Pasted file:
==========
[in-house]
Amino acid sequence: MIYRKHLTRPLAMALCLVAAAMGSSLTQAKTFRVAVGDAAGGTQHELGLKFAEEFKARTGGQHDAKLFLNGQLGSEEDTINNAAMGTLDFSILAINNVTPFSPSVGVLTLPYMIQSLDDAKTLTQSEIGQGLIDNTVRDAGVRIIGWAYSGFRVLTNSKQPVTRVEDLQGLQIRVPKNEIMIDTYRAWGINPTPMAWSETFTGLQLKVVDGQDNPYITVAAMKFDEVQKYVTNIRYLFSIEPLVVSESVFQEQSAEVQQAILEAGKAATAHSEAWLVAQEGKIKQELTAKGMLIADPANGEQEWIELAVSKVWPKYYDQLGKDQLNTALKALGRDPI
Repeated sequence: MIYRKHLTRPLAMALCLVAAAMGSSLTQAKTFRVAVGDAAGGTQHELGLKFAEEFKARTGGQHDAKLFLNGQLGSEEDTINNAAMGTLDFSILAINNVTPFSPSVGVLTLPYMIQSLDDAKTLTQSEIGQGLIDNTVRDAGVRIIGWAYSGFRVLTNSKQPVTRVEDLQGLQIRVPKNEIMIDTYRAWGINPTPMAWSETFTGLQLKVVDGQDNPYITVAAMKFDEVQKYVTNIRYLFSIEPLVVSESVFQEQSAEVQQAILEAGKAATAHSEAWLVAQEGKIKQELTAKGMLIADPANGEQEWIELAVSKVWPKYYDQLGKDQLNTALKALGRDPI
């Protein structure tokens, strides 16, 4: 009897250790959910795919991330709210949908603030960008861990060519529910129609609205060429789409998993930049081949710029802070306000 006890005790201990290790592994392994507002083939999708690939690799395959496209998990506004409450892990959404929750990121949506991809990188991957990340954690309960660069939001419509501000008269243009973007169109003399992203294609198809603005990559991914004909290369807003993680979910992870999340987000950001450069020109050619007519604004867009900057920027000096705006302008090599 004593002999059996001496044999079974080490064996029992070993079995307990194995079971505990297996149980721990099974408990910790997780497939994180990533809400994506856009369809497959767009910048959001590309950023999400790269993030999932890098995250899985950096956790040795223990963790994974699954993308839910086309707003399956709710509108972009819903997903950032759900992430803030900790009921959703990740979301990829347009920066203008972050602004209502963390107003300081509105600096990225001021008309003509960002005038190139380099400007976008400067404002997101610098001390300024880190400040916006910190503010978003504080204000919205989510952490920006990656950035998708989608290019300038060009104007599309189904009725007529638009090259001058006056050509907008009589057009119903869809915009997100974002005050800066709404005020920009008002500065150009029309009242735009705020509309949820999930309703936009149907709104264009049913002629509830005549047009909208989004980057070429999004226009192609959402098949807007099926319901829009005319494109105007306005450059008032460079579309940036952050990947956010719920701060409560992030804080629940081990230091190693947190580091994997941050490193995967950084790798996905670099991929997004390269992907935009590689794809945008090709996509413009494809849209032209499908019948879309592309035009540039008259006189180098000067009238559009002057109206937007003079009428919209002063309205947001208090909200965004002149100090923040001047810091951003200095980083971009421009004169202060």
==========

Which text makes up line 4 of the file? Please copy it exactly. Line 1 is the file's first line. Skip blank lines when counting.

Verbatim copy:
């Protein structure tokens, strides 16, 4: 009897250790959910795919991330709210949908603030960008861990060519529910129609609205060429789409998993930049081949710029802070306000 006890005790201990290790592994392994507002083939999708690939690799395959496209998990506004409450892990959404929750990121949506991809990188991957990340954690309960660069939001419509501000008269243009973007169109003399992203294609198809603005990559991914004909290369807003993680979910992870999340987000950001450069020109050619007519604004867009900057920027000096705006302008090599 004593002999059996001496044999079974080490064996029992070993079995307990194995079971505990297996149980721990099974408990910790997780497939994180990533809400994506856009369809497959767009910048959001590309950023999400790269993030999932890098995250899985950096956790040795223990963790994974699954993308839910086309707003399956709710509108972009819903997903950032759900992430803030900790009921959703990740979301990829347009920066203008972050602004209502963390107003300081509105600096990225001021008309003509960002005038190139380099400007976008400067404002997101610098001390300024880190400040916006910190503010978003504080204000919205989510952490920006990656950035998708989608290019300038060009104007599309189904009725007529638009090259001058006056050509907008009589057009119903869809915009997100974002005050800066709404005020920009008002500065150009029309009242735009705020509309949820999930309703936009149907709104264009049913002629509830005549047009909208989004980057070429999004226009192609959402098949807007099926319901829009005319494109105007306005450059008032460079579309940036952050990947956010719920701060409560992030804080629940081990230091190693947190580091994997941050490193995967950084790798996905670099991929997004390269992907935009590689794809945008090709996509413009494809849209032209499908019948879309592309035009540039008259006189180098000067009238559009002057109206937007003079009428919209002063309205947001208090909200965004002149100090923040001047810091951003200095980083971009421009004169202060």